Posted on 15th May, 2014 by LEO Learning Web Team
With ‘Games with Purpose’ experts Preloaded joining the LTG portfolio this week, we’re taking a look at why the right sort of gameplay is brilliant as part of your e-learning programme. We’re not talking about those awful Hangman spelling tests you get in schools. Nor are we trying to disguise Grand Theft Auto as a meaningful learning experience. What we’re talking about is something your learners actively want to engage with which also meets your learning objectives. Here are just five reasons why educational games are great for learning.
When playing a game you are constantly managing variables. If you decide you want to be really thorough and do a task slowly, you will have less time to complete the rest of the game, which will impact your overall performance.
Each variable within a game needs to be constantly reprioritised in order for a player to continue through the game. While it might take a number of attempts to complete a level or task, going through this process brings a greater depth of understanding of how performance indicators (such as points or time) relate to each other. For example, our LTG partners LINE worked with Volvo Cars to develop a Sales Management Simulation. This took real world KPIs into an online dealership setting, helping managers understand how each decision they make impacts the profitability of their dealership.
Games are an input-led experience. You are in control of the outcome, and choosing to ignore what is asked of you will lead to failure. To complete tasks and continue through a game’s narrative, you require new skills and understanding, making you a better player.
You may get stuck on a particularly annoying level of Angry Birds, but the game will stand still until you learn how to overcome the challenge. Players can repeat a challenge until they are confident enough in their ability to progress. Players are constantly building new layers of knowledge to improve their performance.
Much in the same way that we repeat a game of Tetris to get the highest possible score, rehearsing the same scenario increases our level of skill. In the Army, personnel in a high-risk battle situation can’t afford to be carrying out tasks for the first time. Simulating a scenario as many times as a player needs limits the chances of getting it wrong when it counts. Games are a safe environment in which every possibility can be explored without any real-world risks.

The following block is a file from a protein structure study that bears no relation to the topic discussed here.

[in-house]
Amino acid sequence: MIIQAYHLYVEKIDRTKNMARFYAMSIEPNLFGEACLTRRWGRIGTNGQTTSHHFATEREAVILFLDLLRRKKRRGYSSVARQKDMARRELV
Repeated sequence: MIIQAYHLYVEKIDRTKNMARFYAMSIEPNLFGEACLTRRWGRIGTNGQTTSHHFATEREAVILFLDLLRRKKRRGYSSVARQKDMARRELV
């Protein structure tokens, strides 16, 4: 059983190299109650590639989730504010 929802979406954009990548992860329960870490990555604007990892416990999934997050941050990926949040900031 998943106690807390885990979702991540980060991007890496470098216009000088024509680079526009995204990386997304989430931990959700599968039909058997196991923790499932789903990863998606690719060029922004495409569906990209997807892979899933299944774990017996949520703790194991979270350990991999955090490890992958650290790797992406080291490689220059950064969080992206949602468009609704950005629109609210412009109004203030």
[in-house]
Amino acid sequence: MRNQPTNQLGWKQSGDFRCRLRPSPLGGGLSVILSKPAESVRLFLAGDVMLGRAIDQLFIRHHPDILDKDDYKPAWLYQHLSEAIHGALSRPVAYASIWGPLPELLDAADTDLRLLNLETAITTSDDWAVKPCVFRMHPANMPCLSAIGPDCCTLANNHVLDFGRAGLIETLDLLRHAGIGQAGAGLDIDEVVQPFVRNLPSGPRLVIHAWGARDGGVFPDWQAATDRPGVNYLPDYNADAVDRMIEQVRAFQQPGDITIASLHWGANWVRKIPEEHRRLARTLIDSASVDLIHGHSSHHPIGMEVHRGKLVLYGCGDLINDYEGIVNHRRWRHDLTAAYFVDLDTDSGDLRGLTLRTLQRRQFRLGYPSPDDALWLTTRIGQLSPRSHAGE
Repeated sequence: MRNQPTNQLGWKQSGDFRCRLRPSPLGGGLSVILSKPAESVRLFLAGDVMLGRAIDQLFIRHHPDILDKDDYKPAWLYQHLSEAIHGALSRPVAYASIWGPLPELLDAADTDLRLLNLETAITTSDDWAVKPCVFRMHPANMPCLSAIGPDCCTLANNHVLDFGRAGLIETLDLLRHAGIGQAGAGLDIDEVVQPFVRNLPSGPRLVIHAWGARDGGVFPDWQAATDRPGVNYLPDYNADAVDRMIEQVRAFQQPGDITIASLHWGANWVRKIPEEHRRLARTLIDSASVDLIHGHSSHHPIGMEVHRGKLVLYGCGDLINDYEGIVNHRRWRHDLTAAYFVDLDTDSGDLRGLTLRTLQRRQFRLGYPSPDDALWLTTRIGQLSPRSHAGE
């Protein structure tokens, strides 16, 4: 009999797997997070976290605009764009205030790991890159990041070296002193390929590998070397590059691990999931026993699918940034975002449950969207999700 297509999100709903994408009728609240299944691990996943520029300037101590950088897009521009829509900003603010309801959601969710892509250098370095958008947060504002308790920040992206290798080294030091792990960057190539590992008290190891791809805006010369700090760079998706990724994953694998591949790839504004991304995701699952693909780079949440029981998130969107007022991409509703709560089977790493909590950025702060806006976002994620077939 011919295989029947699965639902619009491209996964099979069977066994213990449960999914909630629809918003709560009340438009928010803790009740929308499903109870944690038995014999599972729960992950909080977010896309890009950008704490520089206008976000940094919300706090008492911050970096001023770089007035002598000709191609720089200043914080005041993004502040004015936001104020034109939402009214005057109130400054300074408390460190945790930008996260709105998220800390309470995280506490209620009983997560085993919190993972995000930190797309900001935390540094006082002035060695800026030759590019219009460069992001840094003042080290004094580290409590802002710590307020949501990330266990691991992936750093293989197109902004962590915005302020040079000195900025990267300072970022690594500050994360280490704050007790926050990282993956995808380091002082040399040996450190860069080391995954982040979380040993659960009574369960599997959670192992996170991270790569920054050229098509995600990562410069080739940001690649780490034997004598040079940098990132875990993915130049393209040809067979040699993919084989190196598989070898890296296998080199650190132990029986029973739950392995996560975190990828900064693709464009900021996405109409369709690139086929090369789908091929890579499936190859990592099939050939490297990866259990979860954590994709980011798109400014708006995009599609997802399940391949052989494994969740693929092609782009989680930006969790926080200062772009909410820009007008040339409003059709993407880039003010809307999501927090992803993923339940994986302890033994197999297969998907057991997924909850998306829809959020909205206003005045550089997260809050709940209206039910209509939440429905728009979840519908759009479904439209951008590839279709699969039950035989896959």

Trying to convey particularly dull subject matter to learners can be difficult, so the opportunity to use your own device while at home to interact with an educational game makes for a relaxed learning environment. Epic created a solution to develop the numeracy skills of soldiers in the British Army, which was deployed on the Nintendo DS. The use of a familiar, informal gaming device takes learning away from the classroom, letting new recruits improve their numeracy skills in a way that is relevant to their role and skill level.
The value of good production
Your learning course might be based on the best ideas and theory, but scrimping on the graphics, using cheesy stock images and including little interactivity won’t get staff engaged. Invest in a well-produced educational game and your audience will react to the level of thought, effort and creativity that has gone into their training.
It’s the same as choosing to buy a product or watch a film; you’re much more likely to want a product that is well advertised, nicely laid out and engaging. Getting this right can align your learners’ thinking and be the foundation of change.